There’s something about the light in St Ives, the way it filters through the streets and glints off the sea. Turner delighted in its woozy effects in the early 19th century, and after the opening of the Great Western Railway in 1877 more artists sought to capture it in paint. From the 1940s to the 1960s, this unassuming fishing port on the Cornish coast became a centre for modern British artists, who produced abstracted views of its boat-filled harbour and the local landscape. But it turns out that another, more spiritual, kind of light was also guiding their work.
“After the Second World War, Western artists found comfort and inspiration in Eastern spirituality and philosophy,” says Calvin Hui, co-founder of 3812 Gallery, hosts the exhibition Looking East: St Ives Artists and Buddhism. In fact, Buddhist ideas of art and culture were introduced to the area in 1920, when Bernard Leach and Shōji Hamada travelled from Japan to St Ives and established the progressive Leach Pottery studio. Leach, who was born in Hong Kong and trained in Japan, saw himself as an interpreter of the Japanese ceramic tradition, and a bridge between East and West.
Timing is everything and in the wake of the Second World War individuals and ideas began to cross countries and continents more freely. Texts such as Zen in the Art of Archery (1948 in German, 1953 in English) by Eugen Herrigel, a German philosopher previously based in Japan, found international readers, among them the St Ives artist Bryan Wynter.
“It was almost inevitable that Wynter should find and be compelled by Zen in the Art of Archery,” writes Philip Dodd in the exhibition catalogue. “After all, in the 1940s he had written a dream diary and undergone Jungian analysis. What might initially seem more surprising is that Wynter then went on to experiment with drugs, or rather mescaline. But if one zooms out from St Ives and looks at the wider cultural world, what Wynter did was not at all unusual, to explore Buddhist and psychedelic routes to spirituality.”
“Timing is everything and in the wake of the Second World War individuals and ideas began to cross countries and continents more freely”
The foreword to Herrigel’s text was written by the Buddhist scholar Daisetz T Suzuki, whose teachings heavily influenced Leach’s designs, which often adhere to the Buddhist principle of harmony. In 1955, Leach invited Suzuki to stop off in St Ives on his way from Japan to California, and he spoke at the Leach Pottery studio to a small audience that included artists Trevor Bell, Barbara Hepworth and Brian Wall. In 2012, during an interview for a film about his work, Bell said, “[Suzuki] seemed to be saying everything that had to be said about what I was feeling, feeling that I had to do. That concern has been with me all my life, it’s affected the way I’ve worked.”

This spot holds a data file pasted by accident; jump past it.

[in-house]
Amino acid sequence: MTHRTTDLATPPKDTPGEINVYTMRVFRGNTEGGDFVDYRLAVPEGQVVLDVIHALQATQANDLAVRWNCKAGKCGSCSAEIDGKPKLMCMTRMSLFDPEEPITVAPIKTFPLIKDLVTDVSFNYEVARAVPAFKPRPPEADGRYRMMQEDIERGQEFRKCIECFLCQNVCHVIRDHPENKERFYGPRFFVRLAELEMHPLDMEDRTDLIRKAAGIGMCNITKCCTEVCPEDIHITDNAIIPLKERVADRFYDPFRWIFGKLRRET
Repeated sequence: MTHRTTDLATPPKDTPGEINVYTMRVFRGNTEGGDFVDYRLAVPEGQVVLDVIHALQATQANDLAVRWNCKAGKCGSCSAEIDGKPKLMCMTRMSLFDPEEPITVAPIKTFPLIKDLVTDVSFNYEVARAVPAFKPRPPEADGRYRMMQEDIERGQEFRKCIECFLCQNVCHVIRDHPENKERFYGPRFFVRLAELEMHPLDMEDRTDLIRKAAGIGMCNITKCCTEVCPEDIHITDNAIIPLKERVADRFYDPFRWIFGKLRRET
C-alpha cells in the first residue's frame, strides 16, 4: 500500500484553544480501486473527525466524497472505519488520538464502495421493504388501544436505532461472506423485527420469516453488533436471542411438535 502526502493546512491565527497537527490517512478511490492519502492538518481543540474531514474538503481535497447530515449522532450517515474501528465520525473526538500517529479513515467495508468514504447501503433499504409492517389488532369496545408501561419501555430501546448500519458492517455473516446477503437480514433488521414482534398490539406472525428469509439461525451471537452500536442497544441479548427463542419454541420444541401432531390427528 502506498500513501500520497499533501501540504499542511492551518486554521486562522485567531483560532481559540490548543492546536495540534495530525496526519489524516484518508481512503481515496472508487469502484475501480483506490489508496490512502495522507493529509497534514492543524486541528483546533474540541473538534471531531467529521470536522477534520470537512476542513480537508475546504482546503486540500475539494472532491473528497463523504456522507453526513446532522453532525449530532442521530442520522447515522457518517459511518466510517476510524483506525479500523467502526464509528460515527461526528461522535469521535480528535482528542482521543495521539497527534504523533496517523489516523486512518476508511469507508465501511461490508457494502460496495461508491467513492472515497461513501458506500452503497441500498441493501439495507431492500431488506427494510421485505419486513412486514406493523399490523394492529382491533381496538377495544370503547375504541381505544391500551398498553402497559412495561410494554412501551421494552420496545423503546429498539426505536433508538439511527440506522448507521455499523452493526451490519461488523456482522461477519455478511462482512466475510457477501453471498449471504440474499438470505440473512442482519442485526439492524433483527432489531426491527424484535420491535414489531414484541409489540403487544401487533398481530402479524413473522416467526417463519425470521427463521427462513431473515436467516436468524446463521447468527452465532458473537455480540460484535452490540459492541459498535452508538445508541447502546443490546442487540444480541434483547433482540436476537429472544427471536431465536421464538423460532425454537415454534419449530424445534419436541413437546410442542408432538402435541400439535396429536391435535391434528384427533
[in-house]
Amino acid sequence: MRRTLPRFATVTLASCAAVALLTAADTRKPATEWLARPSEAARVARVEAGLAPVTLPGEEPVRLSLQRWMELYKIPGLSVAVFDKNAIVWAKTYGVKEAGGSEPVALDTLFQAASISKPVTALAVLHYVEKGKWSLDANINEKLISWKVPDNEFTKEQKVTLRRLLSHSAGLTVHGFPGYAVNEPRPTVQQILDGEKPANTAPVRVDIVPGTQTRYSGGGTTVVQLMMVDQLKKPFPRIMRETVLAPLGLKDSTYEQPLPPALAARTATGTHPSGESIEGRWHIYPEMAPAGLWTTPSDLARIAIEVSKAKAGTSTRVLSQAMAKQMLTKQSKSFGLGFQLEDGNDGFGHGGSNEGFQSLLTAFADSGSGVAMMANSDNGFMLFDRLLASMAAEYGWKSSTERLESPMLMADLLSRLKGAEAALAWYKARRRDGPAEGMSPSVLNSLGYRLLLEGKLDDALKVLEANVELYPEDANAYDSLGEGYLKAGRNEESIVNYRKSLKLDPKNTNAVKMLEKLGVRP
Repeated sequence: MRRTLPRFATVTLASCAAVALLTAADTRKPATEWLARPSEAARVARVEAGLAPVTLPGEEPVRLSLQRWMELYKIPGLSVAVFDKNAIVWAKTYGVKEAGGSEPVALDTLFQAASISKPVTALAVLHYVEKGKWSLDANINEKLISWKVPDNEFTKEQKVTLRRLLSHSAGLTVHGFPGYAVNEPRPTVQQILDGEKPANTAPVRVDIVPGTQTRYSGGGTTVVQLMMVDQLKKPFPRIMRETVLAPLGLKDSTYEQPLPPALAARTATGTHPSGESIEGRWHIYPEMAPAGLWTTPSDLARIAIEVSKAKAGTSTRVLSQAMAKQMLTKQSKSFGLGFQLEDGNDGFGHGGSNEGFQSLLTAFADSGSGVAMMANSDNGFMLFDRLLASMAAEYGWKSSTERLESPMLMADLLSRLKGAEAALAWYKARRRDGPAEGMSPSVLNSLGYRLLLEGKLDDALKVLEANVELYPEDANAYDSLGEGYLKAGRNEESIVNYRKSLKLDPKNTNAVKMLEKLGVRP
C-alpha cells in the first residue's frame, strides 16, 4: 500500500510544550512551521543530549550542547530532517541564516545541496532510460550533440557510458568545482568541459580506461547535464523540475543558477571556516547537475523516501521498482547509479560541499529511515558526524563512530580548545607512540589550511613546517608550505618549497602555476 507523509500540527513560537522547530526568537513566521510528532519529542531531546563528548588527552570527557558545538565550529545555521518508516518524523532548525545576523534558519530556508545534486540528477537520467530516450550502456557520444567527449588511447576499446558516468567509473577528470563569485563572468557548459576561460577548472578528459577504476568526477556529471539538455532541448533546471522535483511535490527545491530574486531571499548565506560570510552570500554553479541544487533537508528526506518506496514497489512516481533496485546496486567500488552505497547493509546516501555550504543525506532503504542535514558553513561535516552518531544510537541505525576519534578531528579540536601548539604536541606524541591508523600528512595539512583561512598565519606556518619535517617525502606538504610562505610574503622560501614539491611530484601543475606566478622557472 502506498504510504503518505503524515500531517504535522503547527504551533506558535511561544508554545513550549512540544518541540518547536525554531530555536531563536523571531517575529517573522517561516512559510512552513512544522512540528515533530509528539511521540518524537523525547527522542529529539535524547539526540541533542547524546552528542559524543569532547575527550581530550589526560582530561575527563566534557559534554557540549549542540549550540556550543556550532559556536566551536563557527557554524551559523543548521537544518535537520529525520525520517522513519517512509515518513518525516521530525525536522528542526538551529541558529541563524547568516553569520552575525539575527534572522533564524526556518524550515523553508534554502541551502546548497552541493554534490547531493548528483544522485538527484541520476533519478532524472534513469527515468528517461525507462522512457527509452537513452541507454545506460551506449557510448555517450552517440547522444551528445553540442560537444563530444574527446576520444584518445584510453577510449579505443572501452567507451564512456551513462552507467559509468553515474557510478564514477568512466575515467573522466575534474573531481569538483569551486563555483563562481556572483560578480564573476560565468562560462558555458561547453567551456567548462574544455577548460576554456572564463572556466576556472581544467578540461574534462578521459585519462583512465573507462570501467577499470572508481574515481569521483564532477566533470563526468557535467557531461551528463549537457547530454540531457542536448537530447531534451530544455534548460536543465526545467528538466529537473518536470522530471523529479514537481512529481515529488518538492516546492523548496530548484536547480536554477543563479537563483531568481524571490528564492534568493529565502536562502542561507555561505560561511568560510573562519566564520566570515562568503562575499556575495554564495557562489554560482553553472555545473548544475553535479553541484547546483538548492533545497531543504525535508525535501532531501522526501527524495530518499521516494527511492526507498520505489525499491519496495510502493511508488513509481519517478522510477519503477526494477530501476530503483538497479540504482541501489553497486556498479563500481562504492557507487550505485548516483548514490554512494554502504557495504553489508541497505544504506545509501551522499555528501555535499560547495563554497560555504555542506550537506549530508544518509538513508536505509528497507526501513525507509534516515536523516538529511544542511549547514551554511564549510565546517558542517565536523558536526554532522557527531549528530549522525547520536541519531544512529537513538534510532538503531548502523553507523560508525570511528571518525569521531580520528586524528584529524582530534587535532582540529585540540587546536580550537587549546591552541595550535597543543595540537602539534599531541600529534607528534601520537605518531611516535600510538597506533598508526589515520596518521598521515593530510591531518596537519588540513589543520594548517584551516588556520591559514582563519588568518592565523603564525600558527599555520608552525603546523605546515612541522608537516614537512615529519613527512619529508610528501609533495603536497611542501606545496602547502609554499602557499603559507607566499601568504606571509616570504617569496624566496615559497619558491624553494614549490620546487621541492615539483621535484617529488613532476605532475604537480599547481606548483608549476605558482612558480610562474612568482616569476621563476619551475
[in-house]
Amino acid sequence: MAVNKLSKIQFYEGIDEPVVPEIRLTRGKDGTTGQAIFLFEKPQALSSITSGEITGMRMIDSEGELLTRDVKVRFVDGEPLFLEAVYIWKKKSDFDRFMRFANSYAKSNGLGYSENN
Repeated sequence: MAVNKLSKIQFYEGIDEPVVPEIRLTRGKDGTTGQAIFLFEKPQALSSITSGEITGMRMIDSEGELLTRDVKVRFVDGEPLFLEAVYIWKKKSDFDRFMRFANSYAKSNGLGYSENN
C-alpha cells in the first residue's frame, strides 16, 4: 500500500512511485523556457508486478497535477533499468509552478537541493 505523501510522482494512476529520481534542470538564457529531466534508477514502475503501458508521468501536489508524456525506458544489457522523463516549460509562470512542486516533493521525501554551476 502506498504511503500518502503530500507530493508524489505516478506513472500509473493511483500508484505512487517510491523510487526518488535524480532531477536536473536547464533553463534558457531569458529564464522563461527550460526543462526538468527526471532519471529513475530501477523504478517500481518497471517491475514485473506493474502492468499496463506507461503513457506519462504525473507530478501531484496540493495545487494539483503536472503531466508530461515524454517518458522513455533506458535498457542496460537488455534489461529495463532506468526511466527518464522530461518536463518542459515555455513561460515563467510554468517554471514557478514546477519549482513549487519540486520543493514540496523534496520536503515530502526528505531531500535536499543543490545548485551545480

The St Ives School, as the artists associated with this stretch of the Cornish coast are now known, came into its own during this period. In the 1950s, a clutch of younger artists gathered in the town together with Hepworth and her then-husband Ben Nicholson, who had settled there at the outbreak of the war in 1939. “They were young, dynamic, avant-garde: they wanted to explore new things and build a better world in their art,” says Hui.
“Suzuki seemed to be saying everything that had to be said about what I was feeling. That concern has affected the way I’ve worked”
When Buddhism arrived in the remote town, it was exciting, exotic even, and after the dark days of war it gave new light. A deep affinity developed between Buddhist philosophy (with its spontaneity and its freedom of expression) and these painters and sculptors who through colour and form were giving a new lease of life to the landscape.
Although Buddhism manifested itself more in their work in a spiritual rather than a physical fashion, Hui notes that there are visual cues on the canvases of the St Ives artists that point to an Eastern disposition. In the 1950s and 1960s, Wilhelmina Barns-Graham (who had left her Scottish hometown of St Andrews for St Ives a decade earlier) became drawn to circles, which in Zen Buddhism symbolise continuity, perfection, the circle of life. Cornish painter Terry Frost turned to the motif of the circle, too, and in keeping with the Buddhist mantra of “less is more” restricted his colour palette. Buddhist monasteries and shrines became a point of reference in the work of Bell, whose abstract drawings and paintings were also increasingly pared back.
“They were young, dynamic, avant-garde: they wanted to explore new things and build a better world in their art”
The London outpost of 3812 Gallery, which was founded in Hong Kong in 2011, opened in November 2018. That summer, Hui had spent a weekend in St Ives and encountered the vivid creations of this generation of artists. Looking East: St Ives Artists and Buddhism tours to London from Hong Kong, and Hui’s plan is to produce an annual exhibition of British modern art that bridges both spaces.
“We want to explore the cultural connections between East and West in art, and to provide a new perspective on this movement,” he says. “Today, we’re so close, and the influence is clear in contemporary art. This is about showing that globalisation started earlier. It’s about building a cultural dialogue.’
Chloë Ashby is an author and arts journalist. Her first novel, Wet Paint, was published in April 2022
Looking East: St Ives Artists and Buddhism is at 3812 Gallery London from 13 July to 3 September 2022